|Publication number||US6350239 B1|
|Application number||US 09/473,400|
|Publication date||26 Feb 2002|
|Filing date||28 Dec 1999|
|Priority date||28 Dec 1999|
|Publication number||09473400, 473400, US 6350239 B1, US 6350239B1, US-B1-6350239, US6350239 B1, US6350239B1|
|Inventors||Nimrod Ohad, Michael Moshkovich|
|Original Assignee||Ge Medical Systems Global Technology Company, Llc|
|Export Citation||BiBTeX, EndNote, RefMan|
|Patent Citations (7), Referenced by (64), Classifications (16), Legal Events (4)|
|External Links: USPTO, USPTO Assignment, Espacenet|
The present invention generally relates to medical diagnostic systems, and in particular relates to distributed software configurations for medical diagnostic systems.
Sophisticated medical diagnostic systems have long been available to doctors. As examples, doctors employ ultrasound imaging systems, X-ray imaging systems, and Magnetic Resonance Imaging (MRI) on a daily basis as an aid in diagnosing illness, preventing illness, and investigating patient health concerns. As technology has progressed, medial diagnostic systems have increased in capability and complexity, and now operate primarily under control of a sophisticated computer system embedded in the medical diagnostic system.
The computer system is responsible for many tasks. Not only must the computer system operate the diagnostic system hardware itself, but the computer system must also allow access to patient records and archived data (e.g., X-ray images), process reports, perform image processing, track maintenance requests and the like. Thus, the computer system provides a single interface to many important functions necessary to operate the diagnostic system.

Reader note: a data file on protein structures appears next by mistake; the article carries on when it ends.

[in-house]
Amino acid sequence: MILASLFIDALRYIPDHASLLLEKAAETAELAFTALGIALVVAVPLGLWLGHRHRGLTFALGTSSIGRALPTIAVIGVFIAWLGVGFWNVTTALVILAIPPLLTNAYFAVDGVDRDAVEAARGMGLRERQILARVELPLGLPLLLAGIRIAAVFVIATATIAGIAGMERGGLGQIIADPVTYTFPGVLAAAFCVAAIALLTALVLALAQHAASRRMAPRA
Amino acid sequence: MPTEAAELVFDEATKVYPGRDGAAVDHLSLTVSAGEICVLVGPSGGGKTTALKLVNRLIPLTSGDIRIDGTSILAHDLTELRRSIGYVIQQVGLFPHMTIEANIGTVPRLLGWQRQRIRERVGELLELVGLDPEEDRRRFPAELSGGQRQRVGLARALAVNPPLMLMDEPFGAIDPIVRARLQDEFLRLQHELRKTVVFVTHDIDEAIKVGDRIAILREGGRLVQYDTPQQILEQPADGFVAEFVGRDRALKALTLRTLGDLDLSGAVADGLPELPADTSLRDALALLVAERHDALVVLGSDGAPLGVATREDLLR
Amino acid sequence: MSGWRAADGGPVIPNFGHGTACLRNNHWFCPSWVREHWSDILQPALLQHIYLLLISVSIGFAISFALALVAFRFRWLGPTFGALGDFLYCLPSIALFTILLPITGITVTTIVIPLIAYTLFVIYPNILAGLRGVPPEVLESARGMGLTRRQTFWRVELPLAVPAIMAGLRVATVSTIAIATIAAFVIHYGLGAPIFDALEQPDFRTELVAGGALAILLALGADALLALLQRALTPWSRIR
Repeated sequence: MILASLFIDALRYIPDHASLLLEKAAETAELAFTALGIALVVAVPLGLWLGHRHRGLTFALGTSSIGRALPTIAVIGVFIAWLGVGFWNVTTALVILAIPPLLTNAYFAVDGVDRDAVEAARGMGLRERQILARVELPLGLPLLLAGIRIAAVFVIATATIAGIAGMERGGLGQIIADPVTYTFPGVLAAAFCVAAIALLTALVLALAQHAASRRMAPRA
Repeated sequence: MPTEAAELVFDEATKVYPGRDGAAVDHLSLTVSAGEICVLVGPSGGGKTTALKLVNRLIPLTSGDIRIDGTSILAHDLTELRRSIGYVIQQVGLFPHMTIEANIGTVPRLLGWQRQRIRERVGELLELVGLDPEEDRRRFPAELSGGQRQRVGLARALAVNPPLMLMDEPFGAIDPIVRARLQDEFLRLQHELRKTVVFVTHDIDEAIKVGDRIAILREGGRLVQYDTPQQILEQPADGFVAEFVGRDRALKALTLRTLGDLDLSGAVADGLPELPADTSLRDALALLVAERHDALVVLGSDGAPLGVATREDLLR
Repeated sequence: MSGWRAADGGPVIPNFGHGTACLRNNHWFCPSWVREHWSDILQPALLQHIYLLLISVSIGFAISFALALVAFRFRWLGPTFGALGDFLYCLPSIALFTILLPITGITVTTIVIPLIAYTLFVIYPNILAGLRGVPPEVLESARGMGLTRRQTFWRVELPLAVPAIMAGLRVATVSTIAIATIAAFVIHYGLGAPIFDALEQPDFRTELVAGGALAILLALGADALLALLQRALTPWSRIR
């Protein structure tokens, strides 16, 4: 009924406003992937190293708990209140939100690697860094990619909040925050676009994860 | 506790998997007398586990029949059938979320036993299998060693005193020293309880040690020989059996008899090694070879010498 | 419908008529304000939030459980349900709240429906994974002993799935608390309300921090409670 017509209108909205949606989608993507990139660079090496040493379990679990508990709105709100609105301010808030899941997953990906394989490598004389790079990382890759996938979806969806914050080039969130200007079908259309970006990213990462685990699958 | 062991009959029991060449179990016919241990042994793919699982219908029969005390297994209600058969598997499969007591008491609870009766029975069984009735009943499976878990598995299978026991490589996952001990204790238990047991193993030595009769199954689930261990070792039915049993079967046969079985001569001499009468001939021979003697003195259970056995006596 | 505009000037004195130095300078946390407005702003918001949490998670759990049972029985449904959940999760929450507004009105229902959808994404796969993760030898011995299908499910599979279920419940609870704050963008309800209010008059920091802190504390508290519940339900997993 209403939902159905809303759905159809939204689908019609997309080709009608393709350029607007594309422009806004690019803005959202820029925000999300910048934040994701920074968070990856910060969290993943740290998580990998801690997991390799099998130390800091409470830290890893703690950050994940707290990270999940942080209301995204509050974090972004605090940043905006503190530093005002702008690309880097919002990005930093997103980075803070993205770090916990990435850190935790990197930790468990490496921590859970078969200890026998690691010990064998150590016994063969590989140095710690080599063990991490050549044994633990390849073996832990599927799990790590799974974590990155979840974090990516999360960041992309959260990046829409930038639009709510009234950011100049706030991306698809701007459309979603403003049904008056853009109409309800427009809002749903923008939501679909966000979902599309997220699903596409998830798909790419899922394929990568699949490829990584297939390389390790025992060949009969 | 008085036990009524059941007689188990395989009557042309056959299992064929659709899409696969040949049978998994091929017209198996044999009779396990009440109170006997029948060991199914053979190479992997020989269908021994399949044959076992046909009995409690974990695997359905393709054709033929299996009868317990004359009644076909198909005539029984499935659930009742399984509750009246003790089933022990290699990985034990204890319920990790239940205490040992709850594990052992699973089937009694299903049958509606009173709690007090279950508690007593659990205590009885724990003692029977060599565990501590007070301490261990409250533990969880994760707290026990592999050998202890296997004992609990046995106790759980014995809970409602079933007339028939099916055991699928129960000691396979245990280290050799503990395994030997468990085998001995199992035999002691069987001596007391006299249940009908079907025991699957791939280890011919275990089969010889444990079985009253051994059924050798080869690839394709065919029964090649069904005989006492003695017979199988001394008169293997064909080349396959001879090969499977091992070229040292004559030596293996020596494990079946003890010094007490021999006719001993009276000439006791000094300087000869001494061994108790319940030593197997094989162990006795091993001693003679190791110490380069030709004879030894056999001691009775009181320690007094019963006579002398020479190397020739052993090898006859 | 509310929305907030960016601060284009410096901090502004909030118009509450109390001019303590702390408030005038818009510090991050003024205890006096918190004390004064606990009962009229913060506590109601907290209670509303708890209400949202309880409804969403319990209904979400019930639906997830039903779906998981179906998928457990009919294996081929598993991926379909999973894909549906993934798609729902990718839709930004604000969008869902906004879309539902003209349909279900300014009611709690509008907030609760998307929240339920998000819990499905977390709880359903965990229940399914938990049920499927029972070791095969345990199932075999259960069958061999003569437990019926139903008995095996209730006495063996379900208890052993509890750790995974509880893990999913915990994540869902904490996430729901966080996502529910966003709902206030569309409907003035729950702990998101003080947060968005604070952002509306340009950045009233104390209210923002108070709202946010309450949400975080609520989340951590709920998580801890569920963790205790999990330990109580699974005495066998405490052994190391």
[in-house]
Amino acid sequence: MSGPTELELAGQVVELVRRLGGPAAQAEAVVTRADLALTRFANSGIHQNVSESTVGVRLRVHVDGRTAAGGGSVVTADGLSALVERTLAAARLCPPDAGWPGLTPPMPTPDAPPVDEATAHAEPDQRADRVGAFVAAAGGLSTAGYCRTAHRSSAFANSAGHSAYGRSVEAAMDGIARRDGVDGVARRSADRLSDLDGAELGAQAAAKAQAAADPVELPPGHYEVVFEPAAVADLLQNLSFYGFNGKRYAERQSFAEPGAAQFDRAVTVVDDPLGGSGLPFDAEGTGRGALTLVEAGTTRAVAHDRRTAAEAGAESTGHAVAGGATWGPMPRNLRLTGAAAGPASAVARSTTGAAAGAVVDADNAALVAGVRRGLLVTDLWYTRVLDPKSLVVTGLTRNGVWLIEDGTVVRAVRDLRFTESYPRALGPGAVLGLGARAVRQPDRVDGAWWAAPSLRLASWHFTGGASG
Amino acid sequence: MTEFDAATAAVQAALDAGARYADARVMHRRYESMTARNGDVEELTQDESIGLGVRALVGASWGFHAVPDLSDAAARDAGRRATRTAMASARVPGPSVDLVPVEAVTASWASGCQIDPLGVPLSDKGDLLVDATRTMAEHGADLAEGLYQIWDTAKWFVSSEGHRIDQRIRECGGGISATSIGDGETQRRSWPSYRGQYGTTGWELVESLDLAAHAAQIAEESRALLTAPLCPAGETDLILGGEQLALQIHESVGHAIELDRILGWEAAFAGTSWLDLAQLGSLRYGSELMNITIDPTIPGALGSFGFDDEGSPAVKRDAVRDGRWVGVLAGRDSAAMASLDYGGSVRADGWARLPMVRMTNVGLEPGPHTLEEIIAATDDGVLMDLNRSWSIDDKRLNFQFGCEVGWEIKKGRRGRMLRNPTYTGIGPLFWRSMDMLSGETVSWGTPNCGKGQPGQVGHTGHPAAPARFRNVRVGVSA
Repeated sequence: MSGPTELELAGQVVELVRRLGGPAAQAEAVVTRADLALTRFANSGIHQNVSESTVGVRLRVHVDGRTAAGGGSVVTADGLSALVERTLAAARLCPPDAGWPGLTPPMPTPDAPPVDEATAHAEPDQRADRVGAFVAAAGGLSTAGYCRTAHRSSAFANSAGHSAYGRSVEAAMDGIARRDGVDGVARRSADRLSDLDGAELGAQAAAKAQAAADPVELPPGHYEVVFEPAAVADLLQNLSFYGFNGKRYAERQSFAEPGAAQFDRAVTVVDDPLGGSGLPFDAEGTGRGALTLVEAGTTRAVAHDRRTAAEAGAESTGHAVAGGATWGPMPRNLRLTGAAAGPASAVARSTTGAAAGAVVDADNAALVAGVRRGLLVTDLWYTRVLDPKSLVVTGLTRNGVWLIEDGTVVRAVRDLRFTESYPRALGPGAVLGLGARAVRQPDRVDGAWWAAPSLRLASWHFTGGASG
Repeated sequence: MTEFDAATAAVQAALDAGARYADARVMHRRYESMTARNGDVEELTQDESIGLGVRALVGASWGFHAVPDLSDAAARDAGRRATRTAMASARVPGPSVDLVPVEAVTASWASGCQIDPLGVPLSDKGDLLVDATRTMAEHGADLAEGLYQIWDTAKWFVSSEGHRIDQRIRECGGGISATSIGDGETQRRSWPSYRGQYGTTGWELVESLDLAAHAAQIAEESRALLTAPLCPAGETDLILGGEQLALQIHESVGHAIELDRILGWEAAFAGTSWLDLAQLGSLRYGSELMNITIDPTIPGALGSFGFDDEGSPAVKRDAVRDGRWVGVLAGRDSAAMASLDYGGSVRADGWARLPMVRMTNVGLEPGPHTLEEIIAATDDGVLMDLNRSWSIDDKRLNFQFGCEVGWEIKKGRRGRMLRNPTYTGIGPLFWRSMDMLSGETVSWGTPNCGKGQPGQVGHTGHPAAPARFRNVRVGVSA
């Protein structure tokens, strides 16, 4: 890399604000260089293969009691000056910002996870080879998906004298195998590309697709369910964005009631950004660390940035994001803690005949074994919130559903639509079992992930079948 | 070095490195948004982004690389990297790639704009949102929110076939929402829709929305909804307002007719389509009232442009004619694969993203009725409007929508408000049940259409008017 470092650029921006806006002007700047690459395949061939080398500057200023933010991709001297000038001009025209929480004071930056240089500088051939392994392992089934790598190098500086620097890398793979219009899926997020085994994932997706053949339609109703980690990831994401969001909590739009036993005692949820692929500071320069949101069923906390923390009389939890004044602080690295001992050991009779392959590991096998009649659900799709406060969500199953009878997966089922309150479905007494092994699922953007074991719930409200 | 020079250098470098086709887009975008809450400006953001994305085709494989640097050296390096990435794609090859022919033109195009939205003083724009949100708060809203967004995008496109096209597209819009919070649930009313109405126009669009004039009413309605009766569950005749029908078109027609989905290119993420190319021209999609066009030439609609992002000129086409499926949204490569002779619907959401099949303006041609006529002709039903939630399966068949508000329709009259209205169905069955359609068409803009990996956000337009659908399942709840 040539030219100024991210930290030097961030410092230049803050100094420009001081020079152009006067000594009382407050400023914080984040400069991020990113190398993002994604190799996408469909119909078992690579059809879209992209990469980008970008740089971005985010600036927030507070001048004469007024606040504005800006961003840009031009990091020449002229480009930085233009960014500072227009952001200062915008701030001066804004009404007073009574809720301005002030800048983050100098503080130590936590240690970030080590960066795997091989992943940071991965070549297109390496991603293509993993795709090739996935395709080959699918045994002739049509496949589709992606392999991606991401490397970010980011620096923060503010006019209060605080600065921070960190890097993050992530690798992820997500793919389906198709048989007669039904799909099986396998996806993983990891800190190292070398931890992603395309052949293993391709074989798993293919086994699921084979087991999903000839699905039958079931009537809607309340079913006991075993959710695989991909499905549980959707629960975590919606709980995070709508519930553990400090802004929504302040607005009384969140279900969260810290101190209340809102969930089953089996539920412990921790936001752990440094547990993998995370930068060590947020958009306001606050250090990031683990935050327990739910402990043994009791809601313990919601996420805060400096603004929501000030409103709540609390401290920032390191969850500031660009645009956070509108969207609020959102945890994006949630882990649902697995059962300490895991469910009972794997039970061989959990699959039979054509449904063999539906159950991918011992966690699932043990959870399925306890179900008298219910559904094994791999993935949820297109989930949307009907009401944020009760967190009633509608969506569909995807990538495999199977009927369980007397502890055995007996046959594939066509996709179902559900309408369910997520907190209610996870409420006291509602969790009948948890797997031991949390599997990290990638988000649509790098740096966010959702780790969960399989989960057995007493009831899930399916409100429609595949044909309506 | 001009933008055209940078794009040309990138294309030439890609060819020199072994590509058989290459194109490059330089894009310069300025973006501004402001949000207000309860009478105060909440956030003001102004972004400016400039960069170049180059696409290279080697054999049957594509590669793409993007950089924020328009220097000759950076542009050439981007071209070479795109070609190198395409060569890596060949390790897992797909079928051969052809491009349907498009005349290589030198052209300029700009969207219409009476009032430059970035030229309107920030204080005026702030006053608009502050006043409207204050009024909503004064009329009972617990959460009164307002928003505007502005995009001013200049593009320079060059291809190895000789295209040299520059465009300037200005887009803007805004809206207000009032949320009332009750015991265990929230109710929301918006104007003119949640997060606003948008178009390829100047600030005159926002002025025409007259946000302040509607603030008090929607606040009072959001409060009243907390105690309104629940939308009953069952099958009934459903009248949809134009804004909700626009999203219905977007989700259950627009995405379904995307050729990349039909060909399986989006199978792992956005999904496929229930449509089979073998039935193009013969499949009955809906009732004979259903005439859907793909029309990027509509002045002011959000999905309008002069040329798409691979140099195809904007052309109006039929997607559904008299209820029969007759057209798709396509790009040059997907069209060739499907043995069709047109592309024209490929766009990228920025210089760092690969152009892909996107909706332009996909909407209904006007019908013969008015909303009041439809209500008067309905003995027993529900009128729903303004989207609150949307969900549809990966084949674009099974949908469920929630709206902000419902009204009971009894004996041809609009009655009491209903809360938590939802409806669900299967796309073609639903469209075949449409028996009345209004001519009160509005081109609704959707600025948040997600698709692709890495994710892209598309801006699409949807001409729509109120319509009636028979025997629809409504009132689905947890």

In the past, however, medical diagnostic system designers have implemented the computer system as a single integrated system. In other words, a computer system performs the wide variety of tasks required for the diagnostic system to operate. This approach suffers from a number of drawbacks, including, for example, the limited ability to optimize the computer system hardware for each type task the computer system must perform, the limited ability to perform hardware maintenance or software upgrades without taking the entire computer system down, and limited ability to allow multiple doctors, technicians, or support personnel to use different software modules at the same time (e.g., to allow a secretary to run a patient report while allowing a doctor to capture an X-ray image).
A need has long existed in the industry for a distributed software architecture for medical diagnostic systems that overcomes the problems noted above, and others previously experienced.
A preferred embodiment of the present invention provides a distributed medical diagnostic system. The distributed medical diagnostic system may, for example, be implemented using a first computer that executes a first medical diagnostic system software module and a second computer, separate from the first computer, that executes a second medical diagnostic system software module. The first and second medical diagnostic system software modules are members of a system software and hardware set that implements any chosen medical diagnostic system. In other words, the hardware and software that implement a single medical diagnostic system are distributed among several computers. A communication interface is present in both the first computer and in the second computer. The first and second software modules communicate with one another through the communication interfaces.